MedPage Today brought together three expert leaders for a virtual roundtable discussion on atopic dermatitis: Moderator Peter Lio, MD, of Northwestern University Feinberg School of Medicine in Chicago, is joined by Linda Stein Gold, MD, of the Henry Ford Health System in Detroit, and Alexandra Golant, MD, of the Icahn School of Medicine at Mount Sinai in New York City.
This second of four exclusive episodes explores how they decide when to introduce systemic treatments to their atopic dermatitis (AD) patients, along with considerations when switching agents. Click here to watch other videos from this roundtable series.
Following is a transcript of their discussion:
Lio: Now that we have new tools in our toolbox, we need to figure out when is the appropriate time to actually break them out for a patient. And maybe, Dr. Stein Gold, I can start with you by saying: you have a patient who is on, maybe they’re on sort of that liminal aspect, they’re on the border of needing a systemic or not. What kinds of things go into your thought process about, OK, now it’s time to ramp up to a systemic therapy? And when might you say, look, we’re going to double down with topicals.
Stein Gold: I think it’s important to really treat the patients. And when we see them in our office, it’s just a short snapshot. So I want to get a little bit of understanding of what their journey has been like. The first thing I ask my patients is, When was the last time you were clear?
Now for some patients, they don’t even understand what I’m talking about, because they’ve never been clear. That’s important for me, because you might be coming in on just a bad day. I want to know, What does your journey look like? I also ask them, How often do you think about your atopic dermatitis? And if they think about it every day, multiple times a day, we’re not where we need to be, even if they look good today. So I have a very low bar for going to a systemic agent. My goal is: ideally I want you to be clear, I want you to be itch free, and I don’t want you to think about your atopic dermatitis. I want you to live your life [as] somebody who happens to have atopic dermatitis, but you don’t live your life around atopic dermatitis.
Lio: I like that a lot. And I think one of the questions that comes up a bunch too, and you really speak to this, is the burden that it’s having on the patient. I often say that before I go up, I do need to make sure that it really is atopic dermatitis and that they have made sure we’ve maximized their topicals.
Dr. Golant, when you’re making that shared decision-making discussion with your patients, how do you verify that it’s AD? How do you make sure they’re really have used the topicals as you’ve said, and how do you make sure that all the boxes are checked before you move up?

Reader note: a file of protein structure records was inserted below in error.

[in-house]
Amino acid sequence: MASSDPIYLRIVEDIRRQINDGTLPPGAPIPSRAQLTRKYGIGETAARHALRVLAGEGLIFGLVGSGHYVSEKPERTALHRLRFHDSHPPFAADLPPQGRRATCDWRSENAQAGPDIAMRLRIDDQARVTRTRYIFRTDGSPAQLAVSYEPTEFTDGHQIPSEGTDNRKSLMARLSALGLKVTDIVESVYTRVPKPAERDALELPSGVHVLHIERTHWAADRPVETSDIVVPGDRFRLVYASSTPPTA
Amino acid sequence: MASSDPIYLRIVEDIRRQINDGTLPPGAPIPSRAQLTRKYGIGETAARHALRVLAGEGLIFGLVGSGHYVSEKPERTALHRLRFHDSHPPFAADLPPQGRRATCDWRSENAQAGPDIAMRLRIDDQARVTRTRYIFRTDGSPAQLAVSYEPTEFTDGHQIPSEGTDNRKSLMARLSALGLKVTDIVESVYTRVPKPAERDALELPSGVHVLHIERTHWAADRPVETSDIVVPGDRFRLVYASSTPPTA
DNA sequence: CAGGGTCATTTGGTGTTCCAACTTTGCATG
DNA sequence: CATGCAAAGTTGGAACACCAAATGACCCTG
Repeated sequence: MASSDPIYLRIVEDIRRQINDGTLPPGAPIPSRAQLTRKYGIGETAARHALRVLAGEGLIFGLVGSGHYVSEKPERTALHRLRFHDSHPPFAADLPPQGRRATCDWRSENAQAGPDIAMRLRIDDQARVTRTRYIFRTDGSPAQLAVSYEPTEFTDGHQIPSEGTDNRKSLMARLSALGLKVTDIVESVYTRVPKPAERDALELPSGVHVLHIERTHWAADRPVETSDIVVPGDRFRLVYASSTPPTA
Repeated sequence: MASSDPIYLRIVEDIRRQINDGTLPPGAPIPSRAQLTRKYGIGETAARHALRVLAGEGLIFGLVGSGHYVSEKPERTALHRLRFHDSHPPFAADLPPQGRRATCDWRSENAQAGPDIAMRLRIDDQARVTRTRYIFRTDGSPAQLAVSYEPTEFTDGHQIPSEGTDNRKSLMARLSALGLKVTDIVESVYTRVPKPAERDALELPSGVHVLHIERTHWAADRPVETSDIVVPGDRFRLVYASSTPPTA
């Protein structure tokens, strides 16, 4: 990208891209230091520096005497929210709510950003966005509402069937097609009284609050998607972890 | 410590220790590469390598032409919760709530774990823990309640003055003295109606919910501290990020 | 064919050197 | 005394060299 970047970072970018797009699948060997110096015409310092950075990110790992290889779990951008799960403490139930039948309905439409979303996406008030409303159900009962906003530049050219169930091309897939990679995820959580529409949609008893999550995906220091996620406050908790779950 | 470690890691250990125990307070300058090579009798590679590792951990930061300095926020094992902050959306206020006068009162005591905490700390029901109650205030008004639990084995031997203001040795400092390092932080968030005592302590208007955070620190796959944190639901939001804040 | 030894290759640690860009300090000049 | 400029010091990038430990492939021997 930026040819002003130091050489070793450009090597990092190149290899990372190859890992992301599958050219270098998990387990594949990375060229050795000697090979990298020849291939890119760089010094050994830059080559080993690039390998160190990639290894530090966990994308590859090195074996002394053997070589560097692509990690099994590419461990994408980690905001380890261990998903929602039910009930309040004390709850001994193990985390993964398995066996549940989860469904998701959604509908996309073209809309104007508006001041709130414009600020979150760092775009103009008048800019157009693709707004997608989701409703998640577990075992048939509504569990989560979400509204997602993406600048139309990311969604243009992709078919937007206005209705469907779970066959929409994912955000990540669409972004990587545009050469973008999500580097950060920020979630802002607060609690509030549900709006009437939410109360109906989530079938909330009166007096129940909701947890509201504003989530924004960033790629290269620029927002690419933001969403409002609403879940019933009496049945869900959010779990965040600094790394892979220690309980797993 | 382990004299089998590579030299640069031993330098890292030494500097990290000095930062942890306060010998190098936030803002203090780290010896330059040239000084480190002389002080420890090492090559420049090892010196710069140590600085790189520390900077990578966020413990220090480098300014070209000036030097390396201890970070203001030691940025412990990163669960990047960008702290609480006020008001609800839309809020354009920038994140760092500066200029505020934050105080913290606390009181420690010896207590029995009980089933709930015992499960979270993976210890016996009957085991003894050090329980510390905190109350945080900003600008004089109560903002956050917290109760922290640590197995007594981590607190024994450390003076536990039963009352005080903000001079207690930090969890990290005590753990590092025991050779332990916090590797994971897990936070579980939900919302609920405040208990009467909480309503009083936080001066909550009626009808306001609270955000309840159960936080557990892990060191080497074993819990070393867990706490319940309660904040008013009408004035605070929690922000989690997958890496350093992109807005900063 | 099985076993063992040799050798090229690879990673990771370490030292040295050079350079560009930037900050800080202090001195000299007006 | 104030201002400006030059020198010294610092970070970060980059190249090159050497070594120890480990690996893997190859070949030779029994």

Golant: Interesting points. When you look at the AAD [American Academy of Dermatology] diagnostic criteria for atopic dermatitis, which was simplified in its last rendition several years ago, there’s really not many required criteria to make a diagnosis of AD. So I find that I spent a lot of time actually teaching my residents and our students that once you fill those — the itch, the skin lesions (the eczematic skin lesions), and the chronicity — you go ahead and kind of assume AD and treat it as such. The times that I take a pause is if I’m using a therapy that I think should have gotten a patient to a certain level of efficacy and it has not, or in unusual presentations — always a guiding light in dermatology is considering your differential diagnosis.
Those are usually my pause points. But the patients that I find that are kind of strung along the longest are patients that maybe don’t have a childhood onset or maybe don’t fit neatly into the box of what we assumed was requirements for the diagnosis in the past.
I agree with you that I require patients to do topicals my way. Usually a combination of a steroid and a non-steroid, but not in that hamster wheel that we used to continue. Patients used to come into the office, see a provider leave with a topical steroid of a different name, come back 2 months later, leave with a different topical steroid, and then come back to us with these two gallons of Ziploc bags. So once they’ve kind of done my experiment, which is usually about 4 to 6 weeks of my routine, and I’m very strict with the kind of quantities of these things that I give, I’m having a conversation about what’s coming next if they’re not well controlled.
And I think to Linda’s point, something I love that she mentioned was that emphasis on quality of life. You’ll almost never miss a severe patient, but if you’re not asking about quality of life, you will often miss a moderate. “What can’t you do that you’d otherwise like to do if you didn’t have AD?” Those types of questions I think really have helped me better identify who perhaps would benefit from an escalation of therapy.
Lio: I love that. And Dr. Stein Gold, would you agree that because we’ve gotten more comfortable with some of the new systemics, that your threshold for starting them has actually come down a little bit? Maybe 10 years ago because our systemics weren’t so great, you would be less likely to use them, but now do you feel like you’re more eager to use them?